For each [math]\,p(y_t|v,y_1,\cdots,y_{t-1})[/math], The LSTM neural network at time step [math]\,t[/math] after [math]\,(x_1,\cdots,x_T,y_1,\cdots,y_{t-1})[/math] have been inputted would output the relative probability of each word in the vocabulary and softmax function, [math]\,\frac{e^{x_b}}{\sum_{t=1}^N e^{x_t}}\,[/math] can be applied to this output vector to generate the corresponding probability. From this, we can calculate any [math]\,p(y_1,\cdots,y_{T'}|x_1,\cdots,x_{T})[/math] by repeatedly adding [math]\,y_t[/math] as input into the LSTM neural network to calculate the new set of probabilities.

The objective function used during the training process was:

[math]\,\frac{1}{|T_r|}\sum_{(S,T)\in T_r} log(p(T|S))\,[/math]

Where [math]\,S[/math] is the base/source sentence, [math]\,T[/math] is the paired translated sentence and [math]\,T_r[/math] is the total training set. This objective function is to maximize the log probability of a correct translation [math]\,T[/math] given the base/source sentence [math]\,S[/math] over the entire training set.

### Input and Output Data Transformation

About 12 million English-French sentence pairs were used during the training with a vocabulary of 160,000 for English and 80,000 for French. Any unknown words were replaced with a special token. All sentences were attached with an <EOS> token to indicate end of sentence.

Additionally, input sentences were entered backwards as the researchers found this significantly increased accuracy. For example, using the sentence "Today I went to lectures.", the input order would be "lectures,to,went,I,Today". They suspect this is due to reduction of time lag between the beginning of each sentence.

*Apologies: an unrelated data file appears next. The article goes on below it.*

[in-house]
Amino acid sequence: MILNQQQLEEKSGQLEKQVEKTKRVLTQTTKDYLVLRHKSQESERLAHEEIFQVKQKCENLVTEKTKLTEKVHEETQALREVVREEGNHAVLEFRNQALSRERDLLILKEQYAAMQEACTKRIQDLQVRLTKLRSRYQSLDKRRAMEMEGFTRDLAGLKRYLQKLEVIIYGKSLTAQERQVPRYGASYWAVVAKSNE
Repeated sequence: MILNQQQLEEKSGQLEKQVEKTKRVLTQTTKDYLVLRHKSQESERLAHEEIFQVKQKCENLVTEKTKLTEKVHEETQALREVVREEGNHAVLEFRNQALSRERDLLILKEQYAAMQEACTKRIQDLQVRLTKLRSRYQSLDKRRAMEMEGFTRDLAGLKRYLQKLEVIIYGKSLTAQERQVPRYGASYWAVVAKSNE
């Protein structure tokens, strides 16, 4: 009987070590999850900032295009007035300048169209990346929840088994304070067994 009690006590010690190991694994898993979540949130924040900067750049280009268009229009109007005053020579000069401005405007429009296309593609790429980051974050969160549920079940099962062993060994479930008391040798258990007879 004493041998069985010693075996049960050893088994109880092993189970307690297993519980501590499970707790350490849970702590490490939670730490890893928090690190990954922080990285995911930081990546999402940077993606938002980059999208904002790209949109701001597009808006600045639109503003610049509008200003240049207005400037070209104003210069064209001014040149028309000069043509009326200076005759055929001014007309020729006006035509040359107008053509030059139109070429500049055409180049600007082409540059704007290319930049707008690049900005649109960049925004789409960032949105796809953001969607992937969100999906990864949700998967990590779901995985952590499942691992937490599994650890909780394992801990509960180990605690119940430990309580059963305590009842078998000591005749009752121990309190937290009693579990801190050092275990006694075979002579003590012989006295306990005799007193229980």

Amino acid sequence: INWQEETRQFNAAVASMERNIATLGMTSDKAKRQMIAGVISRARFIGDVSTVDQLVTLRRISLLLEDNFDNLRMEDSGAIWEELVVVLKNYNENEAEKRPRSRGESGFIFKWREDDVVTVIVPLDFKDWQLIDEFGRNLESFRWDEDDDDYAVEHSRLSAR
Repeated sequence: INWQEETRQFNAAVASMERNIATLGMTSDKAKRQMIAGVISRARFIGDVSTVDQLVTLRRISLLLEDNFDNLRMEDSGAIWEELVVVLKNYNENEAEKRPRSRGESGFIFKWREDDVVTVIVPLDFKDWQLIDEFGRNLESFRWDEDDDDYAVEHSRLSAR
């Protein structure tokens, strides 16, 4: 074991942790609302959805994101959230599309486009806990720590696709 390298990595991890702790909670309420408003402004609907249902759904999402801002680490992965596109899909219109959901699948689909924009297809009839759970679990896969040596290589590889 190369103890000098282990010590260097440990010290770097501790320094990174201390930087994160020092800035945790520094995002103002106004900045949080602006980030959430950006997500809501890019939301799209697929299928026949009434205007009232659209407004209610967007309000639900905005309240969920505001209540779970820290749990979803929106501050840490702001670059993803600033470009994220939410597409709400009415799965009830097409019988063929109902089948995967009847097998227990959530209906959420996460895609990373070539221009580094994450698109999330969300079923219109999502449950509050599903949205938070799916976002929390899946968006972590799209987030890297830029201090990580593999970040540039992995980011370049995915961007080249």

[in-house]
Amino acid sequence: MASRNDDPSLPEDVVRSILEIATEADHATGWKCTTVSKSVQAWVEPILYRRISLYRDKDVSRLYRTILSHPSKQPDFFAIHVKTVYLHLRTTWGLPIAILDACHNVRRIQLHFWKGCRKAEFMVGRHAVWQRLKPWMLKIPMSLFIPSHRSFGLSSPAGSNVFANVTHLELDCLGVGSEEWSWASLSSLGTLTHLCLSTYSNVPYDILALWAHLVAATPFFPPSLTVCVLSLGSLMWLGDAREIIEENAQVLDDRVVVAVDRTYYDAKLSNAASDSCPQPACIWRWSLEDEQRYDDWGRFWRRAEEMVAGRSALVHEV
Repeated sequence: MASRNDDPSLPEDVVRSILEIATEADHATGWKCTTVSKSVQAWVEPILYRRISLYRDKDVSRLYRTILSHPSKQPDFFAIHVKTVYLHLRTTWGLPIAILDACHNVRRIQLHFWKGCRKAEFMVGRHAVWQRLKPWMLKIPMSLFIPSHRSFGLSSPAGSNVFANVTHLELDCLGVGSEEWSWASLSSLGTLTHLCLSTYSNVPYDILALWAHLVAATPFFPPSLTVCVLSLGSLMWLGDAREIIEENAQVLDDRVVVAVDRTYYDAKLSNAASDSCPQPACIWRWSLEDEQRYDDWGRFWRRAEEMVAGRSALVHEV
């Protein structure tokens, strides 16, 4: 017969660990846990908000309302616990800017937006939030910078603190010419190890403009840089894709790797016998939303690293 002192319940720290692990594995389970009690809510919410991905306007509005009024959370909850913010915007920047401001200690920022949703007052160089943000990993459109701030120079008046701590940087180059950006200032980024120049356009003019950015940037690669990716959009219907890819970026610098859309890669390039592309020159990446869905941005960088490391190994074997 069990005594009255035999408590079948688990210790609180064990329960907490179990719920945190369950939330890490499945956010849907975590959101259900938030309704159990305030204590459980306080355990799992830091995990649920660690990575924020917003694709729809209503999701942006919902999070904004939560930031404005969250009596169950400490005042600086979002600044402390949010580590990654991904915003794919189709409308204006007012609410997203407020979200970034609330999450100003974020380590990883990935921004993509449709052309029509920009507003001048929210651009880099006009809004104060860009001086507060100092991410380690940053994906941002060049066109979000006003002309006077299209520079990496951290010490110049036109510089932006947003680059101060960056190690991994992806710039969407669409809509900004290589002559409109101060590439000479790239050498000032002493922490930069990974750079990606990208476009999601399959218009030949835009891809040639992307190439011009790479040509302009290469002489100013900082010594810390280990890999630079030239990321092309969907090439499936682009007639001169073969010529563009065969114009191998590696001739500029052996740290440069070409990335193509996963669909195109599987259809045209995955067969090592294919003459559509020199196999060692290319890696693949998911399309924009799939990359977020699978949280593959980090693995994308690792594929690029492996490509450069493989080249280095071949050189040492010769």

To decode a translation after training, a simple left to right beam search algorithm is used. This process goes as follows, a small number of initial translations with highest probabilities are picked at the start. Each translation is then re-entered into the LSTM independently and a new small set of words with highest probabilities are appended to the end of each translation. This repeats until <EOS> token is chosen and the completely translated sentence is added to the final translation set which is then ranked and highest ranking translation chosen.

# Training and Results

### Training Method

Two LSTM neural networks were used overall; one to generate a fixed vector representation from the input sequence and another to generate the output sequence from the fixed vector representation. Each neural network had 4 layers and 1000 cells per layer and [math]\,v[/math] can be represented by the 8000 real numbers in each cell's memory after the input sequence has been entered. Stochastic gradient descent with a batch size of 128 and learning rate of 0.7 was used. Initial parameters were set using a uniform distribution between -0.08 and 0.08.

### Results

The resulting LSTM neural networks outperformed standard SMT with a BLEU score of 34.8 against 33.3 and with certain heuristics or modification, was very close to matching the best performing system. Additionally, it could recognize sentences in both active and passive voice as being similar.

Active Voice: I ate an apple.

Passive Voice: The apple was eaten by me.

Lastly, it proved quite capable of translating long sentences despite potentially long delay between input time steps.